And he was right and I just promised him that I’d do it and re-sing the songs a couple days later and then the day after that, the incident at Dimebash happened. And, I went in and sang and a few days later I just rewrote everything on the spot. Then I sent it out to him and he was like 'Well, it’s pissed off now.' You know, there was quite a bit of debate as to whether to keep it or whether these things really needed to be said.

But, I mean, I think ultimately maybe the inspiration for it is what made those lyrics come out of it but then after I put out the Racism in Metal video and it got a million views in four days and I got a thousand death threats -- Neo-Nazis threatening to protest and disrupt our shows in Madrid and Germany. If anything, that's why those lyrics stayed. Because it was so much bigger than that at that point. It went so far beyond where the original idea came from.

Talking about the "Is There Anybody Out There" single, tell us, why did you release the song as a standalone single rather than waiting to include it in the next album?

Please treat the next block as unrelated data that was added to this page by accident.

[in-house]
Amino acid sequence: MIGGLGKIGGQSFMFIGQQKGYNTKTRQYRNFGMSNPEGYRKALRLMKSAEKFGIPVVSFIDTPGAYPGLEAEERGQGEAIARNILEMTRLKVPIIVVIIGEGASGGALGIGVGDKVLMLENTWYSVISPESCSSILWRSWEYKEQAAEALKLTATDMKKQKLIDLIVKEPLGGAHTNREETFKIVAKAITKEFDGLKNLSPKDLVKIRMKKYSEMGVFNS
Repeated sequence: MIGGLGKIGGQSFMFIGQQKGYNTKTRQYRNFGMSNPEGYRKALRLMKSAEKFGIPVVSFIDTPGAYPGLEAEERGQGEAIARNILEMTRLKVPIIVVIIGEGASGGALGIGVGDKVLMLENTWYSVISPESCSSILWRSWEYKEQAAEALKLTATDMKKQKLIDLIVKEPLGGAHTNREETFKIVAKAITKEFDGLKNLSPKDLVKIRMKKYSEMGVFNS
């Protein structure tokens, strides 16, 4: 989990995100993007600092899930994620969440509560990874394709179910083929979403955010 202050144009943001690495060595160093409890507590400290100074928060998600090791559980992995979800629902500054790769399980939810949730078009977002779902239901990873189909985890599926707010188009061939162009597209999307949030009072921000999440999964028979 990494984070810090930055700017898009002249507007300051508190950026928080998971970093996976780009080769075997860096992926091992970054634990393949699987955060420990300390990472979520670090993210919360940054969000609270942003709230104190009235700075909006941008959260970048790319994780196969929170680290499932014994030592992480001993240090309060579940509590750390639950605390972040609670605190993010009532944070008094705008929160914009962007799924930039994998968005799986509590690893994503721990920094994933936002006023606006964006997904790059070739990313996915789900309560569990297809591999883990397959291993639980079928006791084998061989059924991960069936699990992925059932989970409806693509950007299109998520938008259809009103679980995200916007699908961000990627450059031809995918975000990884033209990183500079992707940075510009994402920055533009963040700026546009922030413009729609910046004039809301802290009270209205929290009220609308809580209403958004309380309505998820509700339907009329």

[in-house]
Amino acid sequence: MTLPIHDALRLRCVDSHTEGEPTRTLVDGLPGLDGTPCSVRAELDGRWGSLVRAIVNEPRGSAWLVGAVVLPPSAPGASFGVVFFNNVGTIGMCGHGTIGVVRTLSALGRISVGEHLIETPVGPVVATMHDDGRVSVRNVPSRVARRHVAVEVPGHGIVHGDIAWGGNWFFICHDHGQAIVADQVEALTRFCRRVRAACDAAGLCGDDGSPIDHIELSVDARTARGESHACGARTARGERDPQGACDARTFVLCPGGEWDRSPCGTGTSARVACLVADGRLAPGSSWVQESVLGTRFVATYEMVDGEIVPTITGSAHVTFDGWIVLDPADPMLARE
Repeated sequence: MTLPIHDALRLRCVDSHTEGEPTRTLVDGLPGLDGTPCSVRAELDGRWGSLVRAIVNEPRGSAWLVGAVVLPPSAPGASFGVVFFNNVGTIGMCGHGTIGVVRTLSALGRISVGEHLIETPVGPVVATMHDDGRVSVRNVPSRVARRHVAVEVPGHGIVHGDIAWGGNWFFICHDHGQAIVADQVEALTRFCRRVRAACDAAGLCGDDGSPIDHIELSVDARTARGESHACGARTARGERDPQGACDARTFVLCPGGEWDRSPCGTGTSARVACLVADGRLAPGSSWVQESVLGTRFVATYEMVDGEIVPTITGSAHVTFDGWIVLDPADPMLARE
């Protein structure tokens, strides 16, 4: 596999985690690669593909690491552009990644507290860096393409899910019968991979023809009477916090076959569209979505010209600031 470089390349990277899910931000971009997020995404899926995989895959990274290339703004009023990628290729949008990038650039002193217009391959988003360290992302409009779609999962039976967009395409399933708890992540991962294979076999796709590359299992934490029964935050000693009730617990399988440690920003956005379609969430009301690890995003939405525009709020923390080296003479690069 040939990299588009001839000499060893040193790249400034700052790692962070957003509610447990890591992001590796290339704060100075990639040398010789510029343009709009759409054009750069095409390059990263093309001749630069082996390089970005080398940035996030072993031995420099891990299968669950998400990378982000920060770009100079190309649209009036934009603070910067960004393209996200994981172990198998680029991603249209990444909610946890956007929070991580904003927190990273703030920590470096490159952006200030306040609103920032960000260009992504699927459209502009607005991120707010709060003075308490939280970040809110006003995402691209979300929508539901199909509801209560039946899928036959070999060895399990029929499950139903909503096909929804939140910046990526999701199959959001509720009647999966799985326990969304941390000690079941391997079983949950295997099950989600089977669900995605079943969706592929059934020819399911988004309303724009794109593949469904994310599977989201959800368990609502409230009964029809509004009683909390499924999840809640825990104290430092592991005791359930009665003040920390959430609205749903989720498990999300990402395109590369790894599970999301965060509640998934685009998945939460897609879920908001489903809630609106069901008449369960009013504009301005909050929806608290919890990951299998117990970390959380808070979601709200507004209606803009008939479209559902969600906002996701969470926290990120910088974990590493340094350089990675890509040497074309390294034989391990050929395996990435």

Well, we had this, I wrote this great song. I was super stoked on it and I was like 'There's no reason that we can't just put this song out now.' You know, we've just wrapped up or we’re getting ready to wrap up a 20-month tour cycle behind Bloodstone and Diamonds, which was amazing and we got to go to all kinds of places we’ve never been before. And, it was amazing and it's going to take us a while to write a record. We’ve got this killer song, you know, let's put it out.

That’s the most amazing thing to me, a lot of the older guys, they tend to miss the Golden Age or whatever you want to call it, of the music business. I love the way things are now. I love the new music business. I love that you can just put a song up on Spotify and YouTube and iTunes and Apple Music. Everybody can hear it, everybody can talk crap on the Internet and say it’s the best thing we’ve ever done or the worst thing we’ve ever done. To me, that's amazing.

And, you know, I was just very excited about the song. I feel like there is something special. I felt like we had something that, you know, was just a great song. And why wait? Like we don't have to wait. We don't have to put it all on a record and wait until it’s a collection of 10 songs. I talked to the label. The label heard the song and they loved it. They flipped out and they were like 'We should try and take this to radio. Let’s just put it out as a song.' So, we did.